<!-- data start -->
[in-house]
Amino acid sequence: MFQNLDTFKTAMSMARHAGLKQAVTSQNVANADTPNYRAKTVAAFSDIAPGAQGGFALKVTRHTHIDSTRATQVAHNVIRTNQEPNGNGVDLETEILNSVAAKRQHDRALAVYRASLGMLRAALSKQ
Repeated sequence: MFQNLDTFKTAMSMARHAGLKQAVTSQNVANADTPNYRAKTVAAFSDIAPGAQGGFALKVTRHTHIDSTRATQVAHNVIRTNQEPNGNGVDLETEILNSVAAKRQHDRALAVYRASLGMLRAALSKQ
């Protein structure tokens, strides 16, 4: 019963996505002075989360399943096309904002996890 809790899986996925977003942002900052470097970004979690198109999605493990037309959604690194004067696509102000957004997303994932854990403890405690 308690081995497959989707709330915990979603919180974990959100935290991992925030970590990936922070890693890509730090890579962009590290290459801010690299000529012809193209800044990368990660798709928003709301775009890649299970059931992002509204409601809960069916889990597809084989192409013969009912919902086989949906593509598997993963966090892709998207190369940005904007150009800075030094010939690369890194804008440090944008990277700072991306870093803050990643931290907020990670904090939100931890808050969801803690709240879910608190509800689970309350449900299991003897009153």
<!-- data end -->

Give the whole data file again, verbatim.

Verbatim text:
[in-house]
Amino acid sequence: MFQNLDTFKTAMSMARHAGLKQAVTSQNVANADTPNYRAKTVAAFSDIAPGAQGGFALKVTRHTHIDSTRATQVAHNVIRTNQEPNGNGVDLETEILNSVAAKRQHDRALAVYRASLGMLRAALSKQ
Repeated sequence: MFQNLDTFKTAMSMARHAGLKQAVTSQNVANADTPNYRAKTVAAFSDIAPGAQGGFALKVTRHTHIDSTRATQVAHNVIRTNQEPNGNGVDLETEILNSVAAKRQHDRALAVYRASLGMLRAALSKQ
């Protein structure tokens, strides 16, 4: 019963996505002075989360399943096309904002996890 809790899986996925977003942002900052470097970004979690198109999605493990037309959604690194004067696509102000957004997303994932854990403890405690 308690081995497959989707709330915990979603919180974990959100935290991992925030970590990936922070890693890509730090890579962009590290290459801010690299000529012809193209800044990368990660798709928003709301775009890649299970059931992002509204409601809960069916889990597809084989192409013969009912919902086989949906593509598997993963966090892709998207190369940005904007150009800075030094010939690369890194804008440090944008990277700072991306870093803050990643931290907020990670904090939100931890808050969801803690709240879910608190509800689970309350449900299991003897009153």